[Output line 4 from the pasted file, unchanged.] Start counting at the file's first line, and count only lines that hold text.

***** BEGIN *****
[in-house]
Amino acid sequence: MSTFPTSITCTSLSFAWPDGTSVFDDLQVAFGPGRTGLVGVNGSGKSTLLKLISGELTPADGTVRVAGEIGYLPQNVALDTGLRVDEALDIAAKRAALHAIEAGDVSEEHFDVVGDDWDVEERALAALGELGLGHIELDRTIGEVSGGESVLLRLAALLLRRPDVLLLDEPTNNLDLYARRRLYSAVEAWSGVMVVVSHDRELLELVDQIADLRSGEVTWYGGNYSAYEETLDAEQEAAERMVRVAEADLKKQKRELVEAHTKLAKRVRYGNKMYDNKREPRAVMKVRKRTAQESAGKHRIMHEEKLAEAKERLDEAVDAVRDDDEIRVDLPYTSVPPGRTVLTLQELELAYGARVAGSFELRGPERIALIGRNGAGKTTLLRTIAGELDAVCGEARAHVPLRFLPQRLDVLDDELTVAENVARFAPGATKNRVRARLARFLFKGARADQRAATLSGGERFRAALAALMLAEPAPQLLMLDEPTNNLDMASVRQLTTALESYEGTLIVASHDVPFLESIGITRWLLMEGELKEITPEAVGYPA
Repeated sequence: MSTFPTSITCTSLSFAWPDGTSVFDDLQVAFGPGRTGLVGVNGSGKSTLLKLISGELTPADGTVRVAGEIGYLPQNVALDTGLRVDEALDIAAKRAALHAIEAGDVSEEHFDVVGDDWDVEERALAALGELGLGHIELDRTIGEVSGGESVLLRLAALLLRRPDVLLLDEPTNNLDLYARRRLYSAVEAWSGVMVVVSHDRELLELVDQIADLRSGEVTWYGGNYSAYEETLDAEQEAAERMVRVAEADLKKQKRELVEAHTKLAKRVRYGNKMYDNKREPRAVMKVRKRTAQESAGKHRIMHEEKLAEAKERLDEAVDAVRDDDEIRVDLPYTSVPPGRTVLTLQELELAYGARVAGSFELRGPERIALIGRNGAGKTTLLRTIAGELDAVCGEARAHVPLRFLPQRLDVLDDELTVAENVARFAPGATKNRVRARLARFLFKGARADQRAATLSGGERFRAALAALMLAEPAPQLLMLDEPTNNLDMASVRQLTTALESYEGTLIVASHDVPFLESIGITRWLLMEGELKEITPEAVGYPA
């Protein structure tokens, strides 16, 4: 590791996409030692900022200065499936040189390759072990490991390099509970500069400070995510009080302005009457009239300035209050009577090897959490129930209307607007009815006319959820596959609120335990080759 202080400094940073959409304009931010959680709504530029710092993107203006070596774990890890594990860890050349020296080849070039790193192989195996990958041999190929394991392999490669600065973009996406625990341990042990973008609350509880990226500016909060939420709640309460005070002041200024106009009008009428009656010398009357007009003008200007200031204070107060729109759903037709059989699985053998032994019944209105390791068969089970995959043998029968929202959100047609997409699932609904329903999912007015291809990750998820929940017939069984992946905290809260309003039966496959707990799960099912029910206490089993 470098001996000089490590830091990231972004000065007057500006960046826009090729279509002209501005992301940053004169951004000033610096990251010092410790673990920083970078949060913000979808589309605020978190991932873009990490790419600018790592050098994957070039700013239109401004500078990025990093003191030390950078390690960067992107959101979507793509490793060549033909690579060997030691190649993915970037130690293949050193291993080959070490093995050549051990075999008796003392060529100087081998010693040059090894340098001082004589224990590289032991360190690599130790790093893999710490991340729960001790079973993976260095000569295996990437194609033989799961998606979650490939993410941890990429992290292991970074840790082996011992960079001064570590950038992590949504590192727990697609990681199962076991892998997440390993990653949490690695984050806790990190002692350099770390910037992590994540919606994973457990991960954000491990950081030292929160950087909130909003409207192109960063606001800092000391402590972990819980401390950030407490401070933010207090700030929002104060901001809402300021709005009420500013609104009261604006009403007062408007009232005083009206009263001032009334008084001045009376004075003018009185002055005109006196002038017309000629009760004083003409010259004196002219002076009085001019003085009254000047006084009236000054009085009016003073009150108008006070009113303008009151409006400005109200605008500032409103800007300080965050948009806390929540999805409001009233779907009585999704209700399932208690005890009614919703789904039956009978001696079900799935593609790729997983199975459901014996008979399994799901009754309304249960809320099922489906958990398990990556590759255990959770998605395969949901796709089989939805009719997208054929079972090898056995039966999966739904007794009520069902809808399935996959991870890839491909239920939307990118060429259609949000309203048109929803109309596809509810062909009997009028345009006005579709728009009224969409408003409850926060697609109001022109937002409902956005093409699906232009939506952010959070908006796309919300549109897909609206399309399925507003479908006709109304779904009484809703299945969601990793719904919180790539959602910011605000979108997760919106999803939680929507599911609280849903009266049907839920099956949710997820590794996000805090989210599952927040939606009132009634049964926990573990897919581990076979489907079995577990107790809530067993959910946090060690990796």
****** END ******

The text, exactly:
């Protein structure tokens, strides 16, 4: 590791996409030692900022200065499936040189390759072990490991390099509970500069400070995510009080302005009457009239300035209050009577090897959490129930209307607007009815006319959820596959609120335990080759 202080400094940073959409304009931010959680709504530029710092993107203006070596774990890890594990860890050349020296080849070039790193192989195996990958041999190929394991392999490669600065973009996406625990341990042990973008609350509880990226500016909060939420709640309460005070002041200024106009009008009428009656010398009357007009003008200007200031204070107060729109759903037709059989699985053998032994019944209105390791068969089970995959043998029968929202959100047609997409699932609904329903999912007015291809990750998820929940017939069984992946905290809260309003039966496959707990799960099912029910206490089993 470098001996000089490590830091990231972004000065007057500006960046826009090729279509002209501005992301940053004169951004000033610096990251010092410790673990920083970078949060913000979808589309605020978190991932873009990490790419600018790592050098994957070039700013239109401004500078990025990093003191030390950078390690960067992107959101979507793509490793060549033909690579060997030691190649993915970037130690293949050193291993080959070490093995050549051990075999008796003392060529100087081998010693040059090894340098001082004589224990590289032991360190690599130790790093893999710490991340729960001790079973993976260095000569295996990437194609033989799961998606979650490939993410941890990429992290292991970074840790082996011992960079001064570590950038992590949504590192727990697609990681199962076991892998997440390993990653949490690695984050806790990190002692350099770390910037992590994540919606994973457990991960954000491990950081030292929160950087909130909003409207192109960063606001800092000391402590972990819980401390950030407490401070933010207090700030929002104060901001809402300021709005009420500013609104009261604006009403007062408007009232005083009206009263001032009334008084001045009376004075003018009185002055005109006196002038017309000629009760004083003409010259004196002219002076009085001019003085009254000047006084009236000054009085009016003073009150108008006070009113303008009151409006400005109200605008500032409103800007300080965050948009806390929540999805409001009233779907009585999704209700399932208690005890009614919703789904039956009978001696079900799935593609790729997983199975459901014996008979399994799901009754309304249960809320099922489906958990398990990556590759255990959770998605395969949901796709089989939805009719997208054929079972090898056995039966999966739904007794009520069902809808399935996959991870890839491909239920939307990118060429259609949000309203048109929803109309596809509810062909009997009028345009006005579709728009009224969409408003409850926060697609109001022109937002409902956005093409699906232009939506952010959070908006796309919300549109897909609206399309399925507003479908006709109304779904009484809703299945969601990793719904919180790539959602910011605000979108997760919106999803939680929507599911609280849903009266049907839920099956949710997820590794996000805090989210599952927040939606009132009634049964926990573990897919581990076979489907079995577990107790809530067993959910946090060690990796």